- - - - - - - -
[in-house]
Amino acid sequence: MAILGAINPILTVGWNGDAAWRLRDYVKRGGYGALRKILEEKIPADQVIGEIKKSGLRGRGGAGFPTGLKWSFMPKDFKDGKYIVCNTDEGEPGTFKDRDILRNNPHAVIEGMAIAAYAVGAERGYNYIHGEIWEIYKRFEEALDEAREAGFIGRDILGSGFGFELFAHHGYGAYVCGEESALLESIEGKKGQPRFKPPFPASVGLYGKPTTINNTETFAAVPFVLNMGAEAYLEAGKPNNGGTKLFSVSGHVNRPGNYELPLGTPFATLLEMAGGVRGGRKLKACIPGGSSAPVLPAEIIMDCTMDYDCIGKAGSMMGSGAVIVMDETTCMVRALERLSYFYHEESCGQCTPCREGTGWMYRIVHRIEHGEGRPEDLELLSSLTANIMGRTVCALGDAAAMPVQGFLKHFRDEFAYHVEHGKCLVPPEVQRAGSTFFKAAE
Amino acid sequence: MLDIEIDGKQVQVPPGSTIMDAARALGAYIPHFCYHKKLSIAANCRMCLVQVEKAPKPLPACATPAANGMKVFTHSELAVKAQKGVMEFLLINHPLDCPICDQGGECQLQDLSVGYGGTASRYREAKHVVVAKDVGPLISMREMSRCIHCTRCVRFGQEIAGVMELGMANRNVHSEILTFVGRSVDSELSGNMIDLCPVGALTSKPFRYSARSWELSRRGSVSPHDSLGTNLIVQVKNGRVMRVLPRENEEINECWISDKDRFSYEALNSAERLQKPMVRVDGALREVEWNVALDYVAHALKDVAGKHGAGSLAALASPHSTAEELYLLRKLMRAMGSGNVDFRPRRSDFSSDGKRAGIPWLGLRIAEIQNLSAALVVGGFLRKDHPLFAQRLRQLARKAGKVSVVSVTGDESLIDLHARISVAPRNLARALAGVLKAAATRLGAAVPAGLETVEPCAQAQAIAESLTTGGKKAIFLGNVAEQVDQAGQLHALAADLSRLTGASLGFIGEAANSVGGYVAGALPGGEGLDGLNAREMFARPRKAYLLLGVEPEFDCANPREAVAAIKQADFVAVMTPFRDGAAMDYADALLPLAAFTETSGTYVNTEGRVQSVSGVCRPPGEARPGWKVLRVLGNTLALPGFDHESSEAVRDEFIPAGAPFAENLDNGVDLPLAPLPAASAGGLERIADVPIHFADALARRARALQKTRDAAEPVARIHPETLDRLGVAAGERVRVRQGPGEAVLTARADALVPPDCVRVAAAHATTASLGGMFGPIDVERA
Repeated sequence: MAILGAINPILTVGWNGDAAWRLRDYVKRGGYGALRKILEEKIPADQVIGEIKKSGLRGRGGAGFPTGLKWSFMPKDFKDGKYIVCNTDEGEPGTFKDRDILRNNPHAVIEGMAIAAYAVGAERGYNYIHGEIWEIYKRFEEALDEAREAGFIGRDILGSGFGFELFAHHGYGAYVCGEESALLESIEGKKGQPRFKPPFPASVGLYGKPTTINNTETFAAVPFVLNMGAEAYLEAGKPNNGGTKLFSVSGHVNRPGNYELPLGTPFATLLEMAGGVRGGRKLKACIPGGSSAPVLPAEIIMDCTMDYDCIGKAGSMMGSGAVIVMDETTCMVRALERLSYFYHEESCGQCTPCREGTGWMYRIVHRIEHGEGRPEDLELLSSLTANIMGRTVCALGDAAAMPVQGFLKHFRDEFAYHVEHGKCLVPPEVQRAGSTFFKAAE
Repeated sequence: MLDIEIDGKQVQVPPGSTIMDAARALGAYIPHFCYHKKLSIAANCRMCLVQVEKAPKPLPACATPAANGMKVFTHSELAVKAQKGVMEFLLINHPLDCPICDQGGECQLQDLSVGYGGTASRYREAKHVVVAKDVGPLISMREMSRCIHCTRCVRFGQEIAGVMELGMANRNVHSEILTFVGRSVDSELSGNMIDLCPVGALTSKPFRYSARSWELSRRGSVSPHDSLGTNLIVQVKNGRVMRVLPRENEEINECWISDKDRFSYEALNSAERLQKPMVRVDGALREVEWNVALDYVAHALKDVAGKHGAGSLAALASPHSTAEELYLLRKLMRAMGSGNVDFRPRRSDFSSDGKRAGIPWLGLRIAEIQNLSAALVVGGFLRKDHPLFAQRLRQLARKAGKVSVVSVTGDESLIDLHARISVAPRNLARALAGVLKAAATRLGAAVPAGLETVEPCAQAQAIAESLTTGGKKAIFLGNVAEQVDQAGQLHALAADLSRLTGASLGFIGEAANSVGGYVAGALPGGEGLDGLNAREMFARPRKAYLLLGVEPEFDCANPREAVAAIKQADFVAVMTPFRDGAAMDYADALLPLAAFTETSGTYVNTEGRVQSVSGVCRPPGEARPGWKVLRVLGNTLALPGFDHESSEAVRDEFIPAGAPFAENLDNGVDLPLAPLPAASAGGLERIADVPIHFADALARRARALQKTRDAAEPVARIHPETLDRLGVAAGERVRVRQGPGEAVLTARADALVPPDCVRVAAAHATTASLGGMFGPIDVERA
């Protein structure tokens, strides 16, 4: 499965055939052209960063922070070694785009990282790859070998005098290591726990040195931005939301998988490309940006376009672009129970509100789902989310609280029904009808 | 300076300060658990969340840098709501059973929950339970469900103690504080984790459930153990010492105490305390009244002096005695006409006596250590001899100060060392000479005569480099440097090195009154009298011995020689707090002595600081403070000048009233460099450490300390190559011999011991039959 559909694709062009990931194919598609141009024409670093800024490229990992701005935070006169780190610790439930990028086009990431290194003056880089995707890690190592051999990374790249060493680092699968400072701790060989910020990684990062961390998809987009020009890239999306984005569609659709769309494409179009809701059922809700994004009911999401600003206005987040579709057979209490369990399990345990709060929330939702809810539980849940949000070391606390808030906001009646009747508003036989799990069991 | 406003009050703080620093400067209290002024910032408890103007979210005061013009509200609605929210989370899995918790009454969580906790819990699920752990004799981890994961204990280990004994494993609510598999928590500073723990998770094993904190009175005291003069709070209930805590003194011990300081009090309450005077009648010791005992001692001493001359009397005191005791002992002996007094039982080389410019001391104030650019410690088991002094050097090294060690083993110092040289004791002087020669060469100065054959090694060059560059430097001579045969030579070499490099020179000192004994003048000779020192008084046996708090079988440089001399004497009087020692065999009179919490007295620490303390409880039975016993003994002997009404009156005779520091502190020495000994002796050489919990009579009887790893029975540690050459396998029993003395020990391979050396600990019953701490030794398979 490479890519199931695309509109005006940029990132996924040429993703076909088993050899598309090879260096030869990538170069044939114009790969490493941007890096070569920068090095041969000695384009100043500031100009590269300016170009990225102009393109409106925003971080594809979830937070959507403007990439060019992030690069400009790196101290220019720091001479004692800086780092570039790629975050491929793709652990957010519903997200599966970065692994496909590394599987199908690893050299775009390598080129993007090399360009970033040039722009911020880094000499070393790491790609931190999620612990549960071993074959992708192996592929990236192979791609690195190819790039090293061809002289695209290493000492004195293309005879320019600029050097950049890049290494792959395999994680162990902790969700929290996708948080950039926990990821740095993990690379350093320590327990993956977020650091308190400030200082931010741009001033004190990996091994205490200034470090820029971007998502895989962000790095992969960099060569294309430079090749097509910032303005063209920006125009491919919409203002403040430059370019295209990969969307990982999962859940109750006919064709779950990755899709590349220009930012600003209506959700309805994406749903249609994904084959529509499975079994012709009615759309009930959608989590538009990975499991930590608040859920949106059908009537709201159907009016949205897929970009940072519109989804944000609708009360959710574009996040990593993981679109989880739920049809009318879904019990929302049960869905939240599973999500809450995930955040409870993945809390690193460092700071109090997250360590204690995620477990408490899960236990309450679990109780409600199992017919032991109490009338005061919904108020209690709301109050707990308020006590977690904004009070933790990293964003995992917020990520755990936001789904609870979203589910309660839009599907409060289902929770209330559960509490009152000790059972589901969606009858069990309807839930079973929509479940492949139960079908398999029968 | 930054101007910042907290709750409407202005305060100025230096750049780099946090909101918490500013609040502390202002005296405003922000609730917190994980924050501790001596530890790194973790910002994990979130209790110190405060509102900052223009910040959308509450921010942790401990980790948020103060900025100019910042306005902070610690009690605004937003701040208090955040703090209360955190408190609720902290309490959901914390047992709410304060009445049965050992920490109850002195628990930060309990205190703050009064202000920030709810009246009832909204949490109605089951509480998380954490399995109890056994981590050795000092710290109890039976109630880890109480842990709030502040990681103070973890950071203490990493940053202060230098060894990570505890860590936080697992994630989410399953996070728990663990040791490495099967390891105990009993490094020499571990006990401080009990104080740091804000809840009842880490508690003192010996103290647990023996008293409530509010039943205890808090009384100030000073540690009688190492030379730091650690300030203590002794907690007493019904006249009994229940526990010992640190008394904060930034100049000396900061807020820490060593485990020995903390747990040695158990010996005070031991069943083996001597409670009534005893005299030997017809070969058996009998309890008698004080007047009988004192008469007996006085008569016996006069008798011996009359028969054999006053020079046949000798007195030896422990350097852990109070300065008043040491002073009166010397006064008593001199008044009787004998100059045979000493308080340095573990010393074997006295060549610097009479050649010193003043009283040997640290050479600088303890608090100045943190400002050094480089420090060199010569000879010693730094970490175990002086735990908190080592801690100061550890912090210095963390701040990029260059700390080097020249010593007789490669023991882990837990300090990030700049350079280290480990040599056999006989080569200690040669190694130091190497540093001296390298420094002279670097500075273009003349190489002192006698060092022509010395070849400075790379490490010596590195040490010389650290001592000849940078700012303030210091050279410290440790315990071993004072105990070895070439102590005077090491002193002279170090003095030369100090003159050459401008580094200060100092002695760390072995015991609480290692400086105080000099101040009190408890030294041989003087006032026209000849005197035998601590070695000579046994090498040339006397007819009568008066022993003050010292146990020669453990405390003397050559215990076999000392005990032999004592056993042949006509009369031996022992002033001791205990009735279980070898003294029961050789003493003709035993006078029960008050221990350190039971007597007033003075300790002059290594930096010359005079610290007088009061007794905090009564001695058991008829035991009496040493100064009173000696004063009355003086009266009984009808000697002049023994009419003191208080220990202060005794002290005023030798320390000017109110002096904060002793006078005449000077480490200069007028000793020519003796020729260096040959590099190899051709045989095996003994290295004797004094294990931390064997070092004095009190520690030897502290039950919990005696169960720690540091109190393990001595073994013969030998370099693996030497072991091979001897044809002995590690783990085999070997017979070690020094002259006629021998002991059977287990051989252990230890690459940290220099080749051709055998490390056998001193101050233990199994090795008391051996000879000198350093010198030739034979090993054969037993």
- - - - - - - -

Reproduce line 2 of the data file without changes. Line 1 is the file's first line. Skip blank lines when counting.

Amino acid sequence: MAILGAINPILTVGWNGDAAWRLRDYVKRGGYGALRKILEEKIPADQVIGEIKKSGLRGRGGAGFPTGLKWSFMPKDFKDGKYIVCNTDEGEPGTFKDRDILRNNPHAVIEGMAIAAYAVGAERGYNYIHGEIWEIYKRFEEALDEAREAGFIGRDILGSGFGFELFAHHGYGAYVCGEESALLESIEGKKGQPRFKPPFPASVGLYGKPTTINNTETFAAVPFVLNMGAEAYLEAGKPNNGGTKLFSVSGHVNRPGNYELPLGTPFATLLEMAGGVRGGRKLKACIPGGSSAPVLPAEIIMDCTMDYDCIGKAGSMMGSGAVIVMDETTCMVRALERLSYFYHEESCGQCTPCREGTGWMYRIVHRIEHGEGRPEDLELLSSLTANIMGRTVCALGDAAAMPVQGFLKHFRDEFAYHVEHGKCLVPPEVQRAGSTFFKAAE